Inkling Movie Review: Dead Leaves

Throughout the years of binging on anime, I’ve watched some pretty zany shows and OVA (original video animation) features. Despite the oddities that they present by subtly straying from conventions or even going completely left field in some cases, I’m somehow drawn and fixated to these kind of works. In terms of overall presentation, Dead Leaves feels very reminiscent to the scatterbrained and (at times) over-the-top nature of one of my favorite anime shows, FLCL; it also has a very spunky look and feel to it. Another way I’d describe it is something that a music video director would curate if he was completely coked out of his mind or had an insatiable addiction to Adderall and other amphetamines.


At 53 minutes, this movie is kind of on the short-side in terms of overall runtime since you’d normally expect most movies to be at or somewhere around 2 hours in length. But despite it’s brevity, Dead Leaves is a constant visual assault on your senses. The story is more or less a jailbreak escapade set in a ghastly prison facility on another moon-like planet which is teeming with mutants, abhorrent criminals, and other peculiar creatures. We are first introduced to Retro, who’s face resembles a TV screen, and Pandy, an attractive gray-haired woman with two different eye colors. Both of them have no clear recollection of who they are and their current whereabouts, but they sure know how to cause a ruckus. After splurging in deplorable acts of grand theft and a high-octane car chase, they end up getting apprehended by the police, and are sent to the prison facility that I mentioned earlier. The rest of the movie highlights them aiming to break out of their state of captivity while also trying to remember who they are.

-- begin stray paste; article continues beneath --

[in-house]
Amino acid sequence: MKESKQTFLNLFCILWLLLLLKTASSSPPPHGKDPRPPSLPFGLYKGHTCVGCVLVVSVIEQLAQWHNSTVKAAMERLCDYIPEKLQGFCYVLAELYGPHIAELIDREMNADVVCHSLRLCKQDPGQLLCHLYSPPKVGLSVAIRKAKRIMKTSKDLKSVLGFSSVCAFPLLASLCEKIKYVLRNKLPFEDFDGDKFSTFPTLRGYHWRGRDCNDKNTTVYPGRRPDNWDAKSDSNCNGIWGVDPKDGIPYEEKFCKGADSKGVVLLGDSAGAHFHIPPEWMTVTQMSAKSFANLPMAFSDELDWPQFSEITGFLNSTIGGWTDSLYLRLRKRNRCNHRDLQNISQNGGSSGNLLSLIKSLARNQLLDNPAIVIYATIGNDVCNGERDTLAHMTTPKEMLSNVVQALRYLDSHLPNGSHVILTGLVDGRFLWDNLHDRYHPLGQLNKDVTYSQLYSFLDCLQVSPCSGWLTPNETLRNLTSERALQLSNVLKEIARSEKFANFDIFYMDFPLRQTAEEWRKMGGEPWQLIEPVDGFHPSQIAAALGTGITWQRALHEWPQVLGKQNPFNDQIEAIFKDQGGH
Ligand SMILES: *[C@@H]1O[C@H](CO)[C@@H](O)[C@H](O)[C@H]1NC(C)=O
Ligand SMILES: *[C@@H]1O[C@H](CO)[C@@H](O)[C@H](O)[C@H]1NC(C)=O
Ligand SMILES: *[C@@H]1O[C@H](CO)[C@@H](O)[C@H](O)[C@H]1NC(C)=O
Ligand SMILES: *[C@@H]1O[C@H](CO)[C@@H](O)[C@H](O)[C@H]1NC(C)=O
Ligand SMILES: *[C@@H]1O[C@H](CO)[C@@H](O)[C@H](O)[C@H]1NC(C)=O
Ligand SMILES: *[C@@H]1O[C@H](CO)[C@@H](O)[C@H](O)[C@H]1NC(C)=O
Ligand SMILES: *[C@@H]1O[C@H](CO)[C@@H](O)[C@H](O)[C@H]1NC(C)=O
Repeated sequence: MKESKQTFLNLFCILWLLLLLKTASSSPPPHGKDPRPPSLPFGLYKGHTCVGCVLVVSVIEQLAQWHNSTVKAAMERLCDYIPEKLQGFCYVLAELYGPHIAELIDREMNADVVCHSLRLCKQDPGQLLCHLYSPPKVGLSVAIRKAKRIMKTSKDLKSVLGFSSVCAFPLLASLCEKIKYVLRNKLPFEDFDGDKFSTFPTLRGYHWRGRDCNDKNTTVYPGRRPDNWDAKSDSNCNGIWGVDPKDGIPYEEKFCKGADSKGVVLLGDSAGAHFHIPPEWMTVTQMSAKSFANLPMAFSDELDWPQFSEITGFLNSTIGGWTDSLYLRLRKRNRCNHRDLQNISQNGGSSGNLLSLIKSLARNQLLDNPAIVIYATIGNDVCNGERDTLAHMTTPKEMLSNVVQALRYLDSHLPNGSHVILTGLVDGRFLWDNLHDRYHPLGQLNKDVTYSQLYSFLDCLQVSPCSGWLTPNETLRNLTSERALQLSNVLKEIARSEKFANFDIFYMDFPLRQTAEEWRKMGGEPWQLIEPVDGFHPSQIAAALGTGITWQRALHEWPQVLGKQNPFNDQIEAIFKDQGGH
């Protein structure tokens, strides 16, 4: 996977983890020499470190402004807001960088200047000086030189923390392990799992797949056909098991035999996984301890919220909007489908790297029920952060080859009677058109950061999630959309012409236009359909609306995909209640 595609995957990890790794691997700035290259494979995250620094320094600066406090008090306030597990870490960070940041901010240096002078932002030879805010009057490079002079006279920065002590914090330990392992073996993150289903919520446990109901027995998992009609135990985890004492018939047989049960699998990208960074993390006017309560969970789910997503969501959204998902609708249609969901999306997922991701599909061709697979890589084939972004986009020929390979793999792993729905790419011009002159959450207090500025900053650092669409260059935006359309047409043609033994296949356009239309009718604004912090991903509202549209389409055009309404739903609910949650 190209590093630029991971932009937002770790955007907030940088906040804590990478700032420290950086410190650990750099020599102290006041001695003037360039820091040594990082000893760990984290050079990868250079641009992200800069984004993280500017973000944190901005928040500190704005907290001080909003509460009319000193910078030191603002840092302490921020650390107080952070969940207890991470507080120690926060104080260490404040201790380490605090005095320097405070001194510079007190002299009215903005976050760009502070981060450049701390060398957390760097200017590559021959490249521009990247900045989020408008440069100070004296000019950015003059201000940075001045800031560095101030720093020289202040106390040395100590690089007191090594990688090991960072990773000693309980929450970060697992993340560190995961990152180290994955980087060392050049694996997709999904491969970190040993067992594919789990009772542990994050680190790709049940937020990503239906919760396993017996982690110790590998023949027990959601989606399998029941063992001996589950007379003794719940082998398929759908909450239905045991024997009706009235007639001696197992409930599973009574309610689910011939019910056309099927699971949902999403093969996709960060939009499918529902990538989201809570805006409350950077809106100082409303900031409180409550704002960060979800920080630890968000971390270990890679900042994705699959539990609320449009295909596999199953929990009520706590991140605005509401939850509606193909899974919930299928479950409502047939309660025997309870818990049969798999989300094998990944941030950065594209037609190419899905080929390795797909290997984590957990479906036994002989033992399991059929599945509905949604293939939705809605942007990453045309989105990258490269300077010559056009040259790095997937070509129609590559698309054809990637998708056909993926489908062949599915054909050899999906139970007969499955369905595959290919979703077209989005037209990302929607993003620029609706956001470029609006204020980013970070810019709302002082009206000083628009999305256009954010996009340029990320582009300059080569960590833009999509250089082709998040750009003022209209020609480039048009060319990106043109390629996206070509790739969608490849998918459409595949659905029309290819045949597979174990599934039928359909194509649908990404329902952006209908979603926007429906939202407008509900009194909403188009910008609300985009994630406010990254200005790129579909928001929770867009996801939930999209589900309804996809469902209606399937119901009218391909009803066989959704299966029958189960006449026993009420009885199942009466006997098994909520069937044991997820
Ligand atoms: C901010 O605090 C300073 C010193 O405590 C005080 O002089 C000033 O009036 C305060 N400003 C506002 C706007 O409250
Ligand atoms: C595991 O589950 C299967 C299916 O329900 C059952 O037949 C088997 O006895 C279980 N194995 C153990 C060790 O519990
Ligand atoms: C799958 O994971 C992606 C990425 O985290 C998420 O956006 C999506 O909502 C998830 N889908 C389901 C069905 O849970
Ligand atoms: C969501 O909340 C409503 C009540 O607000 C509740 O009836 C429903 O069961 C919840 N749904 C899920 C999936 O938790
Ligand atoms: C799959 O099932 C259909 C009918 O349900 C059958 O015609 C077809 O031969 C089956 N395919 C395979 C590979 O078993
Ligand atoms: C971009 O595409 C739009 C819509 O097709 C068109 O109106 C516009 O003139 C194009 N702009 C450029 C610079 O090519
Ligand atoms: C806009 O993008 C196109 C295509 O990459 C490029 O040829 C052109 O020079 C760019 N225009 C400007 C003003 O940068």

On a visual standpoint, the backgrounds and character designs (handled by Hiroyuki Imaishi) are jarringly strange, yet alluring at the same time. The art style does come off as rather grotesque and disorienting, and it’s also brimming with risqué innuendos in an incredibly self-indulgent fashion. While this kind of comment would normally be a negative aspect when describing any animated work, I think it actually meshes nicely with the chaotic and comically brutal action sequences interspersed throughout the film. So while it is aesthetically unconventional, Dead Leaves is still an incredible joy to watch and take in as a viewer.


After watching the subbed version of this anime, I decided to jump straight into the English dubbed alternative a couple of days later just out of sheer curiosity. While I feel like the English voice-acting falters every now and then when it came to delivery, I appreciate the changes that were implemented in order to give the dialogue a more snarky edge to them while still keeping the story intact, similar to how the Panty & Stocking dub was handled. Also, it was nice not having to juggle between reading the text and watching the scenes unfold since some moments can get pretty hectic at times.


All in all, I enjoyed Dead Leaves quite a bit. Ultraviolence and sexual innuendos are constantly thrown at your face in a brazen manner, yet it never feels tasteless and overly gaudy in my opinion. While the story might be generically barebones or even come off as secondary compared to the extravagant visual flair, I think it’s still definitely worth watching at least once.

6 thoughts on “Inkling Movie Review: Dead Leaves

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